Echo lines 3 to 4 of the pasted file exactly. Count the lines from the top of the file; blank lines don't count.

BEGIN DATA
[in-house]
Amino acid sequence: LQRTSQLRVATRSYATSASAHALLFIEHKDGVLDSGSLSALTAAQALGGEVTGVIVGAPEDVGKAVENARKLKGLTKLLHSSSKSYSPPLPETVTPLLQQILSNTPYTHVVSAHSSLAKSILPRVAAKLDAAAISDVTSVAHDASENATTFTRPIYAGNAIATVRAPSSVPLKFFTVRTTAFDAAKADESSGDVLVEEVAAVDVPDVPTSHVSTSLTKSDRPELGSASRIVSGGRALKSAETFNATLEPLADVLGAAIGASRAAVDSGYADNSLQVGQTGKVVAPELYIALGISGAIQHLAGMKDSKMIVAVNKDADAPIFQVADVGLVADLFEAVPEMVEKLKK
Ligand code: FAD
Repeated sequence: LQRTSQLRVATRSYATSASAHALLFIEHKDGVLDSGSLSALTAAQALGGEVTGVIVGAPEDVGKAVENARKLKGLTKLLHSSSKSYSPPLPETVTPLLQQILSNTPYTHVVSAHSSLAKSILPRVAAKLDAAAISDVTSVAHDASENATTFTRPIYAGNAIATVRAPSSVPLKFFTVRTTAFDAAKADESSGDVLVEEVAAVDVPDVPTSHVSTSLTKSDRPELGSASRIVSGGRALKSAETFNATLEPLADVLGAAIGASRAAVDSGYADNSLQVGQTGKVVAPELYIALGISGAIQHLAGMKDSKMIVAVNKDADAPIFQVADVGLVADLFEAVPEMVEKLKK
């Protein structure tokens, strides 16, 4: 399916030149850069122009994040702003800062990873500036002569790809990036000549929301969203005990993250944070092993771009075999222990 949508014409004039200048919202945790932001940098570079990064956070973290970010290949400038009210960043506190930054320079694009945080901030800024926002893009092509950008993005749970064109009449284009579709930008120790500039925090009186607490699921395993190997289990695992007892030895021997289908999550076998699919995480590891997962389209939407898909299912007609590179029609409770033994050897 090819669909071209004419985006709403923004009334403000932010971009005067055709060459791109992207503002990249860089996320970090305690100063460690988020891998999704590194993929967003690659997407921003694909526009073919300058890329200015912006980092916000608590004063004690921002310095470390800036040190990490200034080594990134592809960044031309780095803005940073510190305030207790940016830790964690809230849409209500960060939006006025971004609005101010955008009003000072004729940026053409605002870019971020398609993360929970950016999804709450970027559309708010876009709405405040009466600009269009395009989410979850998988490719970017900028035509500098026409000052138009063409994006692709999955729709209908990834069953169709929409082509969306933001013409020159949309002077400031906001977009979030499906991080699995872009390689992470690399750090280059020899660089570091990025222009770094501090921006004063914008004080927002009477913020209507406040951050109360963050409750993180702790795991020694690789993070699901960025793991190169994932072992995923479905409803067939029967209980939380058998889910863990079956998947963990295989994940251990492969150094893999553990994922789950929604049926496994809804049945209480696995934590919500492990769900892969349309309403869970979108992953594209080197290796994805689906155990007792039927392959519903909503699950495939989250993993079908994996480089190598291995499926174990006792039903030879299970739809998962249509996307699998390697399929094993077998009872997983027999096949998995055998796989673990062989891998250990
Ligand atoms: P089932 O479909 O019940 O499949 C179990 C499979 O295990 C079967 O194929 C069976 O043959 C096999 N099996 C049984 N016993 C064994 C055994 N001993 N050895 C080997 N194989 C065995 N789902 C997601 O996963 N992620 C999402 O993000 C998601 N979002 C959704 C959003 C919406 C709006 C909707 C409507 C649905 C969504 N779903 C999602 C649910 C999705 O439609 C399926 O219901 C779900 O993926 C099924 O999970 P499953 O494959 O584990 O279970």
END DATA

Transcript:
Ligand code: FAD
Repeated sequence: LQRTSQLRVATRSYATSASAHALLFIEHKDGVLDSGSLSALTAAQALGGEVTGVIVGAPEDVGKAVENARKLKGLTKLLHSSSKSYSPPLPETVTPLLQQILSNTPYTHVVSAHSSLAKSILPRVAAKLDAAAISDVTSVAHDASENATTFTRPIYAGNAIATVRAPSSVPLKFFTVRTTAFDAAKADESSGDVLVEEVAAVDVPDVPTSHVSTSLTKSDRPELGSASRIVSGGRALKSAETFNATLEPLADVLGAAIGASRAAVDSGYADNSLQVGQTGKVVAPELYIALGISGAIQHLAGMKDSKMIVAVNKDADAPIFQVADVGLVADLFEAVPEMVEKLKK